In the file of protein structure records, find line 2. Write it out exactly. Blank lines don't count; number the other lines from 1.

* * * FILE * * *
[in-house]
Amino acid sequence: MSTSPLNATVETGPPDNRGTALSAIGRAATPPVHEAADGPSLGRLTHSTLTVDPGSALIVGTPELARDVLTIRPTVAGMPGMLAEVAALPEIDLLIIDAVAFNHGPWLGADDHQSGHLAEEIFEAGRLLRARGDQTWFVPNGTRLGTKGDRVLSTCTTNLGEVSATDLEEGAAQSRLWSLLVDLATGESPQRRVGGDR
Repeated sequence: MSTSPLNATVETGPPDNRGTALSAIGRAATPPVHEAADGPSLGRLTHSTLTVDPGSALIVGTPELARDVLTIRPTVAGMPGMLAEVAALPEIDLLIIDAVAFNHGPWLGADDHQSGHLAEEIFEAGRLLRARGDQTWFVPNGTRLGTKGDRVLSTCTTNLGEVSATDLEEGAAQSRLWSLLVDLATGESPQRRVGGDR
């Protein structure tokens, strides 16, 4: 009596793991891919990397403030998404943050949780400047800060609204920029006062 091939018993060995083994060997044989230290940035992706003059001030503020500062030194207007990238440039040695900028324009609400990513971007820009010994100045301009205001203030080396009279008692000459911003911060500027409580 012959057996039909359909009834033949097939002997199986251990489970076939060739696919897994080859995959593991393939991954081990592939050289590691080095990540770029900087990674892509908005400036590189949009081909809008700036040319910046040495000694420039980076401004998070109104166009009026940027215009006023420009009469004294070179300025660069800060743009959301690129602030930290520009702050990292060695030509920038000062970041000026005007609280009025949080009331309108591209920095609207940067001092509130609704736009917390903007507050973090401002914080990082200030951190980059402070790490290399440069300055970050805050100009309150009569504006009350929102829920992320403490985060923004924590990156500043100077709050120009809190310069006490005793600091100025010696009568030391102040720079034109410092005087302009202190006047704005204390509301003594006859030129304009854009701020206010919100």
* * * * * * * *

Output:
Amino acid sequence: MSTSPLNATVETGPPDNRGTALSAIGRAATPPVHEAADGPSLGRLTHSTLTVDPGSALIVGTPELARDVLTIRPTVAGMPGMLAEVAALPEIDLLIIDAVAFNHGPWLGADDHQSGHLAEEIFEAGRLLRARGDQTWFVPNGTRLGTKGDRVLSTCTTNLGEVSATDLEEGAAQSRLWSLLVDLATGESPQRRVGGDR